I think you are making a good start by being so open, and by taking responsibility for your own actions. You would be amazed how many wayward partners blame anything and everyone but themselves for their choices.
One factor that underpins reconciliation is perseverance, aka 'stick-to-it-ness'. From what you have written, it sounds like you are committed to trying to help your husband, and to repair the marriage if that is possible. That commitment needs to be paired with perseverance if it is going to be effective.
Everyone wishes they had a re-wind button in life to undo decisions that had disastrous results, but the reality is that they don't exist. All we can do is work with what is left in the aftermath, and see what can be built from it.
Be prepared for a bumpy ride. There may be times where your husband seems to be coming out of his low, and being more affectionate and communicative, and then he will suddenly hit a trigger and relapse back to where he was.
His moods may change on a regular basis. He may say some unpleasant things. Those things are not being said to hurt you, but because when the pain hits him, it seems like a way to vent it, and by venting it, to decrease it. Very similar to hitting your thumb with a hammer and releasing a few choice expletives.
And there will be times where all you can do is soak that up, and remind yourself that he is not being abusive; he is being tossed around emotionally like a ship on a stormy sea.
If there are times when it gets too much, take a break, go to your Dad's place, and come back the next day.
What many wayward spouses cannot fully understand is the internal struggle that people can go through when the thing they love the most is also the thing that hurt them the most.
They can end up sitting on a pendulum that keeps swinging back and forth. When the pain and the anger send them swinging away from you, the love they feel for you stops the swing and brings them back towards you. When they get back close to you, the pain and the hurt make them swing away again.
Back and forth, back and forth.
It can be hard to watch it happen, and exhausting for the person to whom it is happening. And it can seem hopeless at first, but it does change with time.
What I can see from your husband's thread is that he does love you, because if he didn't, he would have already filed for divorce and would probably not be talking to you at all.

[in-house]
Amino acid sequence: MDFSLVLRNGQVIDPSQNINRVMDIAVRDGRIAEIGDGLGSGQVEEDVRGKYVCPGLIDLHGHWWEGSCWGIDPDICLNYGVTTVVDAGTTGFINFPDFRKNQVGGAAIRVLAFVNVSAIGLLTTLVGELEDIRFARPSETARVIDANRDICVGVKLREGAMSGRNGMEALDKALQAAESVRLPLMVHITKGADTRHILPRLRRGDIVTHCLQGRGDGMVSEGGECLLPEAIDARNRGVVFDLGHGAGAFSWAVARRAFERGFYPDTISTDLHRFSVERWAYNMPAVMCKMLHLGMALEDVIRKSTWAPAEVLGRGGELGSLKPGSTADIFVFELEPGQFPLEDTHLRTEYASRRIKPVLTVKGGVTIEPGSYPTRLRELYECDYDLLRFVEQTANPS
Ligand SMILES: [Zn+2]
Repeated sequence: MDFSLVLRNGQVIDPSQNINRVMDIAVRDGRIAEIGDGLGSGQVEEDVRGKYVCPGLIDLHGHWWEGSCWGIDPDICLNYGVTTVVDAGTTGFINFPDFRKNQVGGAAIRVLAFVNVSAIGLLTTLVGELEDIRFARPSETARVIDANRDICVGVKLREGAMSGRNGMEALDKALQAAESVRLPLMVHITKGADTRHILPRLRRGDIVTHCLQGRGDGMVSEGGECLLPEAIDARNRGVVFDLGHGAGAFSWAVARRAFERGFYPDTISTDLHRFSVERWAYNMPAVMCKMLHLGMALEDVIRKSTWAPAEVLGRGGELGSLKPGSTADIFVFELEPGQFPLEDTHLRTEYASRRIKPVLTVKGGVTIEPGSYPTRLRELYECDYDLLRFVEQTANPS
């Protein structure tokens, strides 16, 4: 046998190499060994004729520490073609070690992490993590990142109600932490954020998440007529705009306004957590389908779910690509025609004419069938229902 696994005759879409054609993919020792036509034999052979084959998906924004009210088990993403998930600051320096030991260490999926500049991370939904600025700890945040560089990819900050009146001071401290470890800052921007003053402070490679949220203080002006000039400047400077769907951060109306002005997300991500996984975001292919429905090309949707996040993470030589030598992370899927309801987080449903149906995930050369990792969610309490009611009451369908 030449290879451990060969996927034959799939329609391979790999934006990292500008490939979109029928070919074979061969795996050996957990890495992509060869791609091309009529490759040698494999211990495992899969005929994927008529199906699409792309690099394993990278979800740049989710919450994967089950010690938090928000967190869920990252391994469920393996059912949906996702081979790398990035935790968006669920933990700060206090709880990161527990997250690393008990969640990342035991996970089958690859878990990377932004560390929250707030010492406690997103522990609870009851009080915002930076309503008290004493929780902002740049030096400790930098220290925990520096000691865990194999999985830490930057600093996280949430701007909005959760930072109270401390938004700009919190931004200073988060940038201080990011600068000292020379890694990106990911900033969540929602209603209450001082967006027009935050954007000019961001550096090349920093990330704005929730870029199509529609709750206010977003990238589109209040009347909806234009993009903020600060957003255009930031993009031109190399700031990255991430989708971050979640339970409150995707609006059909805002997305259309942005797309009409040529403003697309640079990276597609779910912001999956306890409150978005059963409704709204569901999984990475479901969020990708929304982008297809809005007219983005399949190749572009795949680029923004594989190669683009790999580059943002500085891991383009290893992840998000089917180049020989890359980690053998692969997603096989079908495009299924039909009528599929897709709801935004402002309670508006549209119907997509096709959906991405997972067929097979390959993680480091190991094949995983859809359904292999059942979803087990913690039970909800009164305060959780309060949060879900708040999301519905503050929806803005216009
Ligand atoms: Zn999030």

He is just struggling with loving you, and struggling to figure out who you are. If you are truly committed to remaining with him, it will be up to you to prove to him that there is more to you than the woman who had the affair and told another man she loved him.
Hopefully the individual counseling will help you get a handle on why you slipped into the twilight world of lies and betrayal with a man who was clearly not a nice or genuine person at all. Chances are that you knew that, but because he flattered you, you chose not to think about his shortcomings too hard.
One thing that a lot of wayward wives say after their affairs is that they loved the way their affair partners made them feel, rather than loving their affair partners for who they were as people.
The relationship is sometimes likened to that between a drug pusher and an addict, in which an addict can build a relationship with a total and utter lowlife for the sake of the drug hit they provide.
What you need to do is figure out why you needed that hit so badly, and how to fix the cause of that craving so you no longer need it in future. If you do not, you may get involved with the next emotional drug peddler who comes along and identifies you as a soft target in the same way that your affair partner did.
One thing that is often said to people in reconciliation is, "Do not try to control the outcome". It is wise advice. It means, if he needs space, give him space. However, let him know that as soon as he feels ready, you want to be with him.
That can be hard to do if you are panicking about the ending of the relationship, but honestly, it is the best way to play it.
Reconciliation is a journey that consists of several stages, and you need to pass through each of them in sequence. You cannot jump from the beginning to the end without passing through the middle.
At the moment, you are at the beginning of that journey, so there is no point to focus on the end. Instead, put your energy into trying to reassure your husband and being open with him.
Right now he may feel the ground moving beneath his feet several times a day, as everything he once counted on suddenly feels like it is built on sand and not anchored down. Repeated reassurance, whether in words or actions (particularly the latter) will help to make the earthquakes reduce, both in frequency, and in their power.
The simple perseverance of remaining there for him through all of his mood swings will help him far more than it appears.
Stick with it, LD. There are several very wise ex-wayward wives who post a lot of useful advise to others in the same boat. Hopefully they will be along shortly, to give you the benefit of their experiences and thoughts.